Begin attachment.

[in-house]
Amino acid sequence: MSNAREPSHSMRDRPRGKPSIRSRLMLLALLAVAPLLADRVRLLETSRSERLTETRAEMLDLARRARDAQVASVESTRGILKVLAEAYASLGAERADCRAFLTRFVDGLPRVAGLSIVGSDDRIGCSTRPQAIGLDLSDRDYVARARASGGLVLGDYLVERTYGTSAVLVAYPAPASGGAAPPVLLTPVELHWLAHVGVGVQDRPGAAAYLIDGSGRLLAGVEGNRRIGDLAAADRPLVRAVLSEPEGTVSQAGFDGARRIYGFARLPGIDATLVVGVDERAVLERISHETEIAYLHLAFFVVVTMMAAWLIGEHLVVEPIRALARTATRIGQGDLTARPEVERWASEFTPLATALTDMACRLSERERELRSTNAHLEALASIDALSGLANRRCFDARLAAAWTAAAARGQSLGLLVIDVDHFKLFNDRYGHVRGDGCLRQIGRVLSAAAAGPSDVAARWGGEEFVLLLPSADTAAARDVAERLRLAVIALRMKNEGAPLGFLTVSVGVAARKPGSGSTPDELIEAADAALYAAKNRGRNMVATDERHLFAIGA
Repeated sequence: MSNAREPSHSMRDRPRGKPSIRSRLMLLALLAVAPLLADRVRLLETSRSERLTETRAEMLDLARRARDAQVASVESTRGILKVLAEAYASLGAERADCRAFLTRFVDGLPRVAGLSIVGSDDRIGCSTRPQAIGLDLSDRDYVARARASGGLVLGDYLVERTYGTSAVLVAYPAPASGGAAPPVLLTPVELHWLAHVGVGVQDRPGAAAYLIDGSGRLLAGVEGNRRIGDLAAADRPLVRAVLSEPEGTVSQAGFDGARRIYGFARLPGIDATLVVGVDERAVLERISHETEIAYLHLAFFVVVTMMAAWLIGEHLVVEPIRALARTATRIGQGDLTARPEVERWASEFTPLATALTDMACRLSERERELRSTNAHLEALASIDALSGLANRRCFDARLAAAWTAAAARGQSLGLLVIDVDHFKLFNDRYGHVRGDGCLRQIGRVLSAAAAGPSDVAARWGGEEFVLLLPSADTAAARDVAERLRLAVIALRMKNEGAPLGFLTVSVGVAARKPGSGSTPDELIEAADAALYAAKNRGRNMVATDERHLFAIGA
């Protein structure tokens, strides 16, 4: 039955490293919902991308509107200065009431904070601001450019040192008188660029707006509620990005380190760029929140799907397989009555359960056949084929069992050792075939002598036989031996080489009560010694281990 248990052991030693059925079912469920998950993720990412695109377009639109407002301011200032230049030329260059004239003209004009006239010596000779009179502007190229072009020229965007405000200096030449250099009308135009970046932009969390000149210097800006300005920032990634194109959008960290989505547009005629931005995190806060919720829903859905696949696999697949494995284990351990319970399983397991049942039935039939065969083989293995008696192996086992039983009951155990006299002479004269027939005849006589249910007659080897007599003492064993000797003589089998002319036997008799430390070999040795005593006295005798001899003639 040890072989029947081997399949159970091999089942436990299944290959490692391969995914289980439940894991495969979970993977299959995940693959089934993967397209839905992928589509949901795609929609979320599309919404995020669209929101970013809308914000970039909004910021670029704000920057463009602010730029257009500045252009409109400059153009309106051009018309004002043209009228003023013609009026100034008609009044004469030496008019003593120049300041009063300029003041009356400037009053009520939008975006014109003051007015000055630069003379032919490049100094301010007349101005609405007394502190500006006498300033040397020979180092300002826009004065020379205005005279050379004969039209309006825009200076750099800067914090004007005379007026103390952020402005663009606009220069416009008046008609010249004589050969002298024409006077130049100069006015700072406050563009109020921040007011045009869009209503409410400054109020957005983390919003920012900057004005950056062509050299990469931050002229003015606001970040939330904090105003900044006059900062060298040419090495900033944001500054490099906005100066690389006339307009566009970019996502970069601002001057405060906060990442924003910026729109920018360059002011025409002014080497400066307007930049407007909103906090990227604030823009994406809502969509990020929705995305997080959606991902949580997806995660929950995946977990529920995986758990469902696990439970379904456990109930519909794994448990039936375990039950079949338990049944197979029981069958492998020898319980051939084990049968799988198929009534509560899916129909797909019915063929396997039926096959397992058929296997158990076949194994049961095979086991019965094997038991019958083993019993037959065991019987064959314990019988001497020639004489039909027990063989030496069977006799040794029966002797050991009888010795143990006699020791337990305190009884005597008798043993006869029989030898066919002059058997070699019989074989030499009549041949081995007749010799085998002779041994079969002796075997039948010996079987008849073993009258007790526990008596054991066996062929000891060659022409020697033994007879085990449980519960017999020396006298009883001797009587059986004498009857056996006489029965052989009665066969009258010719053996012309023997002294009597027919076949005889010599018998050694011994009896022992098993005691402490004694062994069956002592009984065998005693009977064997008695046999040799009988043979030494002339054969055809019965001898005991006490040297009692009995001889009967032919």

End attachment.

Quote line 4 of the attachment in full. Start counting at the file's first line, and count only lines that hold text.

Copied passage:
């Protein structure tokens, strides 16, 4: 039955490293919902991308509107200065009431904070601001450019040192008188660029707006509620990005380190760029929140799907397989009555359960056949084929069992050792075939002598036989031996080489009560010694281990 248990052991030693059925079912469920998950993720990412695109377009639109407002301011200032230049030329260059004239003209004009006239010596000779009179502007190229072009020229965007405000200096030449250099009308135009970046932009969390000149210097800006300005920032990634194109959008960290989505547009005629931005995190806060919720829903859905696949696999697949494995284990351990319970399983397991049942039935039939065969083989293995008696192996086992039983009951155990006299002479004269027939005849006589249910007659080897007599003492064993000797003589089998002319036997008799430390070999040795005593006295005798001899003639 040890072989029947081997399949159970091999089942436990299944290959490692391969995914289980439940894991495969979970993977299959995940693959089934993967397209839905992928589509949901795609929609979320599309919404995020669209929101970013809308914000970039909004910021670029704000920057463009602010730029257009500045252009409109400059153009309106051009018309004002043209009228003023013609009026100034008609009044004469030496008019003593120049300041009063300029003041009356400037009053009520939008975006014109003051007015000055630069003379032919490049100094301010007349101005609405007394502190500006006498300033040397020979180092300002826009004065020379205005005279050379004969039209309006825009200076750099800067914090004007005379007026103390952020402005663009606009220069416009008046008609010249004589050969002298024409006077130049100069006015700072406050563009109020921040007011045009869009209503409410400054109020957005983390919003920012900057004005950056062509050299990469931050002229003015606001970040939330904090105003900044006059900062060298040419090495900033944001500054490099906005100066690389006339307009566009970019996502970069601002001057405060906060990442924003910026729109920018360059002011025409002014080497400066307007930049407007909103906090990227604030823009994406809502969509990020929705995305997080959606991902949580997806995660929950995946977990529920995986758990469902696990439970379904456990109930519909794994448990039936375990039950079949338990049944197979029981069958492998020898319980051939084990049968799988198929009534509560899916129909797909019915063929396997039926096959397992058929296997158990076949194994049961095979086991019965094997038991019958083993019993037959065991019987064959314990019988001497020639004489039909027990063989030496069977006799040794029966002797050991009888010795143990006699020791337990305190009884005597008798043993006869029989030898066919002059058997070699019989074989030499009549041949081995007749010799085998002779041994079969002796075997039948010996079987008849073993009258007790526990008596054991066996062929000891060659022409020697033994007879085990449980519960017999020396006298009883001797009587059986004498009857056996006489029965052989009665066969009258010719053996012309023997002294009597027919076949005889010599018998050694011994009896022992098993005691402490004694062994069956002592009984065998005693009977064997008695046999040799009988043979030494002339054969055809019965001898005991006490040297009692009995001889009967032919």